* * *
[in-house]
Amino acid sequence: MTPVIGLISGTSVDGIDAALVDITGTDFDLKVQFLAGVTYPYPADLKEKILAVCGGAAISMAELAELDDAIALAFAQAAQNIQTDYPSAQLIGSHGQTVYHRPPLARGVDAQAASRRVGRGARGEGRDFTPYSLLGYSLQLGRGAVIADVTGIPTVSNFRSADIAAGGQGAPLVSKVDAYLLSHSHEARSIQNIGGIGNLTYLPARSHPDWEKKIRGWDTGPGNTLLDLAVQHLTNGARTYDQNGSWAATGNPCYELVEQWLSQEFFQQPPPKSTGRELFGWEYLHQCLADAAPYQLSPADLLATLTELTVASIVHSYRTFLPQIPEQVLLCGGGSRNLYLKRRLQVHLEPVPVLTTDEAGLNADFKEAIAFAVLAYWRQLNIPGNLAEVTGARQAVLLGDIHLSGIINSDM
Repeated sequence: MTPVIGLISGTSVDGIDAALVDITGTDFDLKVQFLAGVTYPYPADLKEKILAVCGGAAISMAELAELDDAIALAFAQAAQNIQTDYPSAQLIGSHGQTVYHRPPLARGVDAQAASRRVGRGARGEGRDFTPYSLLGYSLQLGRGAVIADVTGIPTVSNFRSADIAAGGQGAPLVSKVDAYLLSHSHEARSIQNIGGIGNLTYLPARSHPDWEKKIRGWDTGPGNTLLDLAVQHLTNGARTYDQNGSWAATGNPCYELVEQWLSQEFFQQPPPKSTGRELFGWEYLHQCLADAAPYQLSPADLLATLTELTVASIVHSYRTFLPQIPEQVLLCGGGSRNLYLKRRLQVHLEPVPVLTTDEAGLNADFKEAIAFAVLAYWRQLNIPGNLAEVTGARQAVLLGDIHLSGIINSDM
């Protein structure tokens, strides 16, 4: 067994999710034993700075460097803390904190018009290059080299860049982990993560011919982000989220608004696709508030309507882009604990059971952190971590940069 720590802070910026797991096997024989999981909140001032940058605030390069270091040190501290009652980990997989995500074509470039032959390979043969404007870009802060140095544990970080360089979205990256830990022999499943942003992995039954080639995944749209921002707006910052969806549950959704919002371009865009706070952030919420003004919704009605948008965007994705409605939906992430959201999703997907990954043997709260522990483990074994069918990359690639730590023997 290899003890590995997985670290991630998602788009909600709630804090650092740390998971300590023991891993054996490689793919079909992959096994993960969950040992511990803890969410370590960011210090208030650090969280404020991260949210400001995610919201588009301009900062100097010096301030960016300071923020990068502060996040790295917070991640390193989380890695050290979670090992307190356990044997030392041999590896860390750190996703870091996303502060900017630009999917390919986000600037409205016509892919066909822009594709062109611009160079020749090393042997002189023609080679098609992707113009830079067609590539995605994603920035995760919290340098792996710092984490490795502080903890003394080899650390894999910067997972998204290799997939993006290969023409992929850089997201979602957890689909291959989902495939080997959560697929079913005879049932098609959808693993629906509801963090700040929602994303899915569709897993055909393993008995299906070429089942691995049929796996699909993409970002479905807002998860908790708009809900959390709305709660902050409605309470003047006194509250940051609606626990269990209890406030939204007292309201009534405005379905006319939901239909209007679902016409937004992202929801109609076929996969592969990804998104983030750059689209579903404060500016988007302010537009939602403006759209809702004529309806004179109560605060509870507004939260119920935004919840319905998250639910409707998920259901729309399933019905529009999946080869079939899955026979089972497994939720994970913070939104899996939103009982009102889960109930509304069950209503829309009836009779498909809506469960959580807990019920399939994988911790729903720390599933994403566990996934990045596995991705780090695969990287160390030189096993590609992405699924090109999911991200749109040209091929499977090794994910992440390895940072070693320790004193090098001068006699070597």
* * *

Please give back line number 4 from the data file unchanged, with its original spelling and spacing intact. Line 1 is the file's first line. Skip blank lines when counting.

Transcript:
């Protein structure tokens, strides 16, 4: 067994999710034993700075460097803390904190018009290059080299860049982990993560011919982000989220608004696709508030309507882009604990059971952190971590940069 720590802070910026797991096997024989999981909140001032940058605030390069270091040190501290009652980990997989995500074509470039032959390979043969404007870009802060140095544990970080360089979205990256830990022999499943942003992995039954080639995944749209921002707006910052969806549950959704919002371009865009706070952030919420003004919704009605948008965007994705409605939906992430959201999703997907990954043997709260522990483990074994069918990359690639730590023997 290899003890590995997985670290991630998602788009909600709630804090650092740390998971300590023991891993054996490689793919079909992959096994993960969950040992511990803890969410370590960011210090208030650090969280404020991260949210400001995610919201588009301009900062100097010096301030960016300071923020990068502060996040790295917070991640390193989380890695050290979670090992307190356990044997030392041999590896860390750190996703870091996303502060900017630009999917390919986000600037409205016509892919066909822009594709062109611009160079020749090393042997002189023609080679098609992707113009830079067609590539995605994603920035995760919290340098792996710092984490490795502080903890003394080899650390894999910067997972998204290799997939993006290969023409992929850089997201979602957890689909291959989902495939080997959560697929079913005879049932098609959808693993629906509801963090700040929602994303899915569709897993055909393993008995299906070429089942691995049929796996699909993409970002479905807002998860908790708009809900959390709305709660902050409605309470003047006194509250940051609606626990269990209890406030939204007292309201009534405005379905006319939901239909209007679902016409937004992202929801109609076929996969592969990804998104983030750059689209579903404060500016988007302010537009939602403006759209809702004529309806004179109560605060509870507004939260119920935004919840319905998250639910409707998920259901729309399933019905529009999946080869079939899955026979089972497994939720994970913070939104899996939103009982009102889960109930509304069950209503829309009836009779498909809506469960959580807990019920399939994988911790729903720390599933994403566990996934990045596995991705780090695969990287160390030189096993590609992405699924090109999911991200749109040209091929499977090794994910992440390895940072070693320790004193090098001068006699070597």